Tuesday, January 19, 2010

Software Firms Fear Hackers Who Leave No Trace

John Markoff and Ashlee Vance write on The New York Times:

The crown jewels of Google, Cisco Systems or any other technology company are the millions of lines of programming instructions, known as source code, that make its products run.

If hackers could steal those key instructions and copy them, they could easily dull the company’s competitive edge in the marketplace. More insidiously, if attackers were able to make subtle, undetected changes to that code, they could essentially give themselves secret access to everything the company and its customers did with the software.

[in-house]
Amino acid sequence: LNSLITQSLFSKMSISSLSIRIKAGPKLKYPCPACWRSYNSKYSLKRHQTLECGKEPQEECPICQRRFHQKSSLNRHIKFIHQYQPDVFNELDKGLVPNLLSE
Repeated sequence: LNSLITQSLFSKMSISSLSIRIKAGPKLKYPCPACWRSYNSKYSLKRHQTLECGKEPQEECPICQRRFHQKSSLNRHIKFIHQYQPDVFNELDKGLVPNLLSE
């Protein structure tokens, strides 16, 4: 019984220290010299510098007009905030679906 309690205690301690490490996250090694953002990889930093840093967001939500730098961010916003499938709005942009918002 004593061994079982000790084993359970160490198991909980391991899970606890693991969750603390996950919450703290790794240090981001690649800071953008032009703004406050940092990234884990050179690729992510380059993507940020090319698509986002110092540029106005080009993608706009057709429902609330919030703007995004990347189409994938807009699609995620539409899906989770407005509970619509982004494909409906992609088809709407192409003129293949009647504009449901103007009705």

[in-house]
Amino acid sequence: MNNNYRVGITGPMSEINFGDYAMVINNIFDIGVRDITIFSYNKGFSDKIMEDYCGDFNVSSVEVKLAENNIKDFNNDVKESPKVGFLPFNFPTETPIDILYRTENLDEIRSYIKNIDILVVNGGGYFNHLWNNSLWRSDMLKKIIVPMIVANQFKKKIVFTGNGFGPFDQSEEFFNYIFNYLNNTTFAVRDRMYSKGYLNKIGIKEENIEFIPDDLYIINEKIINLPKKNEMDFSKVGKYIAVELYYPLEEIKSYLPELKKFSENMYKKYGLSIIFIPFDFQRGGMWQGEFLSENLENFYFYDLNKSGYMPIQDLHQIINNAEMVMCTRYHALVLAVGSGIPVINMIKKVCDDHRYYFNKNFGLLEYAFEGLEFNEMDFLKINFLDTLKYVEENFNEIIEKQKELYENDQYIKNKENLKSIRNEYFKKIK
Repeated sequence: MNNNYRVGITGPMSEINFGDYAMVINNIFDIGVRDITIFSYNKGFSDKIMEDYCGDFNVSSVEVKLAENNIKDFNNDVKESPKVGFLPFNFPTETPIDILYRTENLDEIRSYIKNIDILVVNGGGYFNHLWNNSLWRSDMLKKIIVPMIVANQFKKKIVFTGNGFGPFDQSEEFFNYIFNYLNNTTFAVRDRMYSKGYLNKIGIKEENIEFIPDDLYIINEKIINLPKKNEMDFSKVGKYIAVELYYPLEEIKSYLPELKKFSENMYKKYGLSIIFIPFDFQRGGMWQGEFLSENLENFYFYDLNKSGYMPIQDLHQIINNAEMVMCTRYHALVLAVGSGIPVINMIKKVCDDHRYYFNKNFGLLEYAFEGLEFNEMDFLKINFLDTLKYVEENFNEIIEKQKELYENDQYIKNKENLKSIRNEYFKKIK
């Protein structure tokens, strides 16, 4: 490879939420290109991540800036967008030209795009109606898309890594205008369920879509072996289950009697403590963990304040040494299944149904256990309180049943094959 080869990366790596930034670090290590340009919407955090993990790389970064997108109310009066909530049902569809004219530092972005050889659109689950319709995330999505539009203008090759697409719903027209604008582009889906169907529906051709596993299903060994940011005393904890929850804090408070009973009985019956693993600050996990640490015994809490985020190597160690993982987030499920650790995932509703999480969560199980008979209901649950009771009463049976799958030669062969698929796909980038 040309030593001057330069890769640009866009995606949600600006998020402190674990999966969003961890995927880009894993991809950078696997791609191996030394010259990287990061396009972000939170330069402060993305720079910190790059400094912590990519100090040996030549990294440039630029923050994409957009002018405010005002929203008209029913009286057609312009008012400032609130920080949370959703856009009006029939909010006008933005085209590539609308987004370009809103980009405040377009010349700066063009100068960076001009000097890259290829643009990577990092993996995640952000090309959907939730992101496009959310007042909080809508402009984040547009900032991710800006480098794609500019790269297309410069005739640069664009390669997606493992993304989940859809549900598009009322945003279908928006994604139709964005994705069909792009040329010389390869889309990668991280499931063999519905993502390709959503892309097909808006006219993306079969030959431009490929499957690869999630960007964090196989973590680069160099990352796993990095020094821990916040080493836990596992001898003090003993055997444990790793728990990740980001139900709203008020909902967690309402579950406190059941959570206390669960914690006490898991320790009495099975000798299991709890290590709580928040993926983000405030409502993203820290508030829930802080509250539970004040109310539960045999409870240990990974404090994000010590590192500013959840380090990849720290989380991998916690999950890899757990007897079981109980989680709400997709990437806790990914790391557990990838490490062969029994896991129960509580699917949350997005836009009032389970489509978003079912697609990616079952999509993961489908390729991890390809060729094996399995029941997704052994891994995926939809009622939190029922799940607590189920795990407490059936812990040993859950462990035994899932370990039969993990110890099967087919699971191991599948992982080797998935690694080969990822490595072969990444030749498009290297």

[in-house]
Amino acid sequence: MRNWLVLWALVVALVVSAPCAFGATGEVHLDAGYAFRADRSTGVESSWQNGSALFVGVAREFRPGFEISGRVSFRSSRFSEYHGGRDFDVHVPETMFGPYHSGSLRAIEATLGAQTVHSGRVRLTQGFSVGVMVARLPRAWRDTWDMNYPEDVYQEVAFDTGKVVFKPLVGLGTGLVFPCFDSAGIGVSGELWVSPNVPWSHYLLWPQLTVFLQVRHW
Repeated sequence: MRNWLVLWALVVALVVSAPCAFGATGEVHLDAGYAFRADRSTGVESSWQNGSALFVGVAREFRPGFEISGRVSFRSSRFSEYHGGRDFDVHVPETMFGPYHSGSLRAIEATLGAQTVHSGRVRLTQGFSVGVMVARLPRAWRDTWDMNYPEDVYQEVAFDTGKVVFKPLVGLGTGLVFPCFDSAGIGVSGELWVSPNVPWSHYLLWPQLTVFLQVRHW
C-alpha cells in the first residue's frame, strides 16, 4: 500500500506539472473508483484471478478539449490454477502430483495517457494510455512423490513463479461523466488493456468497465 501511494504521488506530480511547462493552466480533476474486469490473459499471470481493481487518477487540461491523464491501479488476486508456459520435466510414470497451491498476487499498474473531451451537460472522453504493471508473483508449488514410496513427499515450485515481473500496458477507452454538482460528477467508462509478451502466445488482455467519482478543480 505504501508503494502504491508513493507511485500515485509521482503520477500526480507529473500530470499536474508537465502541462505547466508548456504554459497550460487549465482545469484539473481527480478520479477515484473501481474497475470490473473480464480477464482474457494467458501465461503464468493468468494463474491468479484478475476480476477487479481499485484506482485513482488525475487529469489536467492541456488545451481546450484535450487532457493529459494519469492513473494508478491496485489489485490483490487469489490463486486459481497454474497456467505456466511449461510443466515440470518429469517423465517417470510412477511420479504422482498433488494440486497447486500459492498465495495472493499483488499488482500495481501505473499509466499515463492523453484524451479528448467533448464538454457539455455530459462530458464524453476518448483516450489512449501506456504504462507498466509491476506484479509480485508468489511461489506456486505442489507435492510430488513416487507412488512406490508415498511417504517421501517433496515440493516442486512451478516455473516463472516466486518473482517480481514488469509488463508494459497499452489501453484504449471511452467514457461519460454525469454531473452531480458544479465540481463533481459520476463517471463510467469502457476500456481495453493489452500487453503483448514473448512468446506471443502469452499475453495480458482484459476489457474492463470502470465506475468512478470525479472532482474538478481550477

The fear of someone building such a back door, known as a Trojan horse, and using it to conduct continual spying is why companies and security experts were so alarmed by Google’s disclosure last week that hackers based in China had stolen some of its intellectual property and had conducted similar assaults on more than two dozen other companies.

More here.


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